- Students who earned a combined math and science score of less than 7200 out of a possible 13000 points,
- Students who did not indicate living with both natural parents,
- Students where both parents did not graduate from high school or one parent did not graduate from high school and the other had no college experience, and
- Students who did not spend time in extracurricular activities.
After compiling risk factors, the number of risk factor points for a student was compared to his/her race and plotted in Figure 5.
Risk Factors, Race and High School Diploma Data
The differences between the races are evident in this graph. While a particular race may respond to a different degree than another, all races are affected by the risk factors. Data depart greatly from the group when there are not enough data to make a statement about the population.
The data exposes main risk factors that affect a student's ability to graduate from high school.
Students who do better in school, stay in school and are more likely to graduate. The good news is that test scores are available for students as soon as they enter school and take their first test. Once a child, his or her parents, and educators are aware of this risk, the child can be given special attention and encouraged to achieve through specific programs.
Although the parental demographic (including number of natural parents in the home, remarriage, education, etc.) is not under direct control, educators should be aware of this factor. If a child's parents did not graduate from high school, he or she is at a much higher risk of not graduating. By encouraging a youth in this situation to achieve higher goals than his or her parents, an educator can make a clear difference in the child's life in terms of success in the workplace.
Extracurricular Activity Participation
Data indicate that students who were involved in extracurricular activities have a greater chance at graduating from high school. If students cease to be involved in extracurricular programs, they will be more likely to drop out of school. It is interesting to note that even 1 hour a week of participation in extracurricular activities has a profound effect on graduation rate.
Multiple Risk Factors
The number of risk factors one child has shows a great effect on dropout rate. Having just one risk factor alters the chance of graduating by a small percentage. With two risk factors, the average drops drastically. Once three risk factors are reached, it drops at an even greater rate. Students with three, four, or five risk factors have similar graduation or drop out rates. More than any single risk factor, the combination of these risk factors together has the most drastic effect on a young person's academic career.
Through the evaluation of data, it is apparent that older teens need assistance when it comes to staying in school and getting a diploma. Any youth program, including 4-H, that wishes to meet the needs of older teens should consider the following.
- Test Scores: To accomplish the goal of designing better programs for teens, educators need to aim at reaching the needs of at-risk youth. The 4-H program should identify 4-H members with low test scores and accommodate them with programs that assist in the areas of math and science.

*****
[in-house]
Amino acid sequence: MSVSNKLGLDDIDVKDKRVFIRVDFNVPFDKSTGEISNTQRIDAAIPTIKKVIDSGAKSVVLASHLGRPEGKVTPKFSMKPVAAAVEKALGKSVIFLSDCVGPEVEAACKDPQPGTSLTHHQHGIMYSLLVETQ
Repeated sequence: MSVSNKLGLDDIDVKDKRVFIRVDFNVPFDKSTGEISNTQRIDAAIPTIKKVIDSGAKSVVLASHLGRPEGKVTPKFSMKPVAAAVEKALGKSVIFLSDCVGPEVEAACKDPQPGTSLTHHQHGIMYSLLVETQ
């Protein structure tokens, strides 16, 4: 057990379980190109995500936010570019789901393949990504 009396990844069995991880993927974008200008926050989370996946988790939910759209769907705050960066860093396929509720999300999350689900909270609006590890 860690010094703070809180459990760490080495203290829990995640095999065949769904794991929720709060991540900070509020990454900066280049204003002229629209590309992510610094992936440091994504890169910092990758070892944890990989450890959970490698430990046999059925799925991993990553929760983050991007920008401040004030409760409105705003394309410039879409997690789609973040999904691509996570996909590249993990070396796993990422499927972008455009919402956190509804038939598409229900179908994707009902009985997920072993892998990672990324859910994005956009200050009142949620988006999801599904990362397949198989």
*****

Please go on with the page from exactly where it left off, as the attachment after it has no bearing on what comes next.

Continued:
- Parental Demographic: Educators should increase accessibility to accommodate youth who live in multiple residences, with a single parent, etc. For example, 4-H must accommodate members who spend their summer with a parent not involved with 4-H but who are actively involved as members when with the other parent the rest of the year.
- Extracurricular Activity Participation: Involvement in extracurricular activities increases the chance of receiving a high school diploma. By becoming involved in 4-H, even in a small capacity, youth will eliminate this risk factor.
- Multiple Risk Factors: The most important characteristics
associated with youth dropping out of school are a combination of two or
more risk factors, including:
- Low math and science achievement test scores,
- Not having both natural parents in the home,
- Low parental educational attainment, and
- Limited extracurricular activities.
Educators need to be aware of these risk factors when planning long-term educational efforts. By developing programs and plans of work that meet the needs of teens (listed above), 4-H will retain them longer and they will stay in school longer.
Census 2000 summary file 1-4-United States. (2002). U.S. Census Bureau, Washington D.C.
Census 2000 summary file 1-4 technical documentation. (2002). U.S. Census Bureau, Washington D.C.
Colorado 4-H youth development handbook. (2003). State 4-H Program Office, Colorado State University, Fort Collins, C.O.
The condition of education 2003, NCES 2003¨067. (2003). U.S. Department of Education, National Center for Education Statistics, Washington, D.C.
Curtin, T.R., Ingels, S.J., Wu, S., & Heuer, R. (2002). National education longitudinal study of 1988: Base-year to fourth follow-up data file user's manual (NCES 2002-323). Department of Education, National Center for Education Statistics, Washington, D.C.
Dropout data. (1999-2003). Colorado Department of Education, Denver, C.O. Available at: http://www.cde.state.co.us
Ingels, S.J., Curtin, T.R., Kaufman, P., Alt, M.N., and Chen, X. (2002). Coming of Age in the 1990s: The Eighth-Grade Class of 1988 12 Years Later. (NCES 2002¨321). U.S. Department of Education, National Center for Education Statistics, Washington D.C.
Snyder, H. N., & Sickmund. M. (1995). Juvenile offenders and victims: A national report. Office of Juvenile Justice and Delinquency Prevention, Washington, D.C.